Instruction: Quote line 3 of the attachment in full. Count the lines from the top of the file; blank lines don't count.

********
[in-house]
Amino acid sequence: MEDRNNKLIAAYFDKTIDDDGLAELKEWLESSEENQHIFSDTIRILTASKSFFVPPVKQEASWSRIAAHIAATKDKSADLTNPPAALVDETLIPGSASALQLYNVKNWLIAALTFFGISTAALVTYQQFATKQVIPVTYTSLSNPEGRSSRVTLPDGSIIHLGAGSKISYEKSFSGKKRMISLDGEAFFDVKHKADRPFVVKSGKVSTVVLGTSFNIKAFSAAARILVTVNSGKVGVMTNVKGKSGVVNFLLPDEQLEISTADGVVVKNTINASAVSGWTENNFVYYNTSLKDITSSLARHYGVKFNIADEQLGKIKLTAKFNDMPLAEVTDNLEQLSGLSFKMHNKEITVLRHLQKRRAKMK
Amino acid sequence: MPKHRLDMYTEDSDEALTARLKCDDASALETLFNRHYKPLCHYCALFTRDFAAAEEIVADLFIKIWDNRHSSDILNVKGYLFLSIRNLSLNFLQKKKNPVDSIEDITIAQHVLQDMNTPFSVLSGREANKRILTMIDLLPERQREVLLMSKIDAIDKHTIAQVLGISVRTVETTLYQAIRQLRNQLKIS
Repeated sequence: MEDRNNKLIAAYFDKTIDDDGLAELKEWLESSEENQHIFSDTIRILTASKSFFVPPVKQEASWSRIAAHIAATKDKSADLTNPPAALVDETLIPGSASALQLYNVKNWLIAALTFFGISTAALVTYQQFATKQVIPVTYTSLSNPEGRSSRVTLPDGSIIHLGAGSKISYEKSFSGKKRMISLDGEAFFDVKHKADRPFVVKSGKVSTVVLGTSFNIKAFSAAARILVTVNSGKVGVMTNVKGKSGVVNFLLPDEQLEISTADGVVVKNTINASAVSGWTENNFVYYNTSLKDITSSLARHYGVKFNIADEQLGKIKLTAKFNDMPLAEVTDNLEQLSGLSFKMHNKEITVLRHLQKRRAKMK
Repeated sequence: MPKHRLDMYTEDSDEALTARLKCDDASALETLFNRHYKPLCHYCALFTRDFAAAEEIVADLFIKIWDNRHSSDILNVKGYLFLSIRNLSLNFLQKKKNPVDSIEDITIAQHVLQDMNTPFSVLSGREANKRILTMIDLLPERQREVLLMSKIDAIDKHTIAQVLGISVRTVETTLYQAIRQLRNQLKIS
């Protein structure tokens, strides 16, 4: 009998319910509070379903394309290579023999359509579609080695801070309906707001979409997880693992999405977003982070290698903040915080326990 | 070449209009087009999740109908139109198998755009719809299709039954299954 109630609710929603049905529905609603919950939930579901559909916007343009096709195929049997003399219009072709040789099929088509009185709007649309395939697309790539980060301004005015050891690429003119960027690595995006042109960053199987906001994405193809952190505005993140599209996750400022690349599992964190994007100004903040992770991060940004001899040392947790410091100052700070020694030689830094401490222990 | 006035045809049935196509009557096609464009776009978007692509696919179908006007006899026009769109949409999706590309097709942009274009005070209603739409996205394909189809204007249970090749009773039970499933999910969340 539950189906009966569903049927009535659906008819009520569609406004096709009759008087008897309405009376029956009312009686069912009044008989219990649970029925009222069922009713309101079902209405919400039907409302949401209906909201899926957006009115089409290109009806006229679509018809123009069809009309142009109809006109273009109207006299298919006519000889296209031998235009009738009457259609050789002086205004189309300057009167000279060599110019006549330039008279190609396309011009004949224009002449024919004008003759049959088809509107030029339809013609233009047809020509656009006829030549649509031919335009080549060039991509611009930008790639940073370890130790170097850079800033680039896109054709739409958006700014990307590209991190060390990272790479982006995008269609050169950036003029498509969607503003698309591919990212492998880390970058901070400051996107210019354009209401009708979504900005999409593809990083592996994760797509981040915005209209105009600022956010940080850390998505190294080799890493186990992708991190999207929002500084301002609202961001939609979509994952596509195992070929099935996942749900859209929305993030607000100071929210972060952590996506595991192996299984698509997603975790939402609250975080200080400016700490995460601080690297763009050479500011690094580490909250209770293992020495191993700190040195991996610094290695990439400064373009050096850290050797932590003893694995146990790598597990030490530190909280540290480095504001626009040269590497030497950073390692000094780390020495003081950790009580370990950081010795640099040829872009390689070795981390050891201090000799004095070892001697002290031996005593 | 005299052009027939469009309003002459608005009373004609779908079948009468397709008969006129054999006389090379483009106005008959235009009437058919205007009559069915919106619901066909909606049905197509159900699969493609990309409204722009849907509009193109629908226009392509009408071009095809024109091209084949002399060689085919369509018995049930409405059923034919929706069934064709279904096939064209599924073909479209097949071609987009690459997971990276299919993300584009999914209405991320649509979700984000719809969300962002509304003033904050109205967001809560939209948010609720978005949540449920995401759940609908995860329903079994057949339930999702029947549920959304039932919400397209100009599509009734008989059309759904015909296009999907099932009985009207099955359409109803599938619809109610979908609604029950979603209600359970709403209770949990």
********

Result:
Amino acid sequence: MPKHRLDMYTEDSDEALTARLKCDDASALETLFNRHYKPLCHYCALFTRDFAAAEEIVADLFIKIWDNRHSSDILNVKGYLFLSIRNLSLNFLQKKKNPVDSIEDITIAQHVLQDMNTPFSVLSGREANKRILTMIDLLPERQREVLLMSKIDAIDKHTIAQVLGISVRTVETTLYQAIRQLRNQLKIS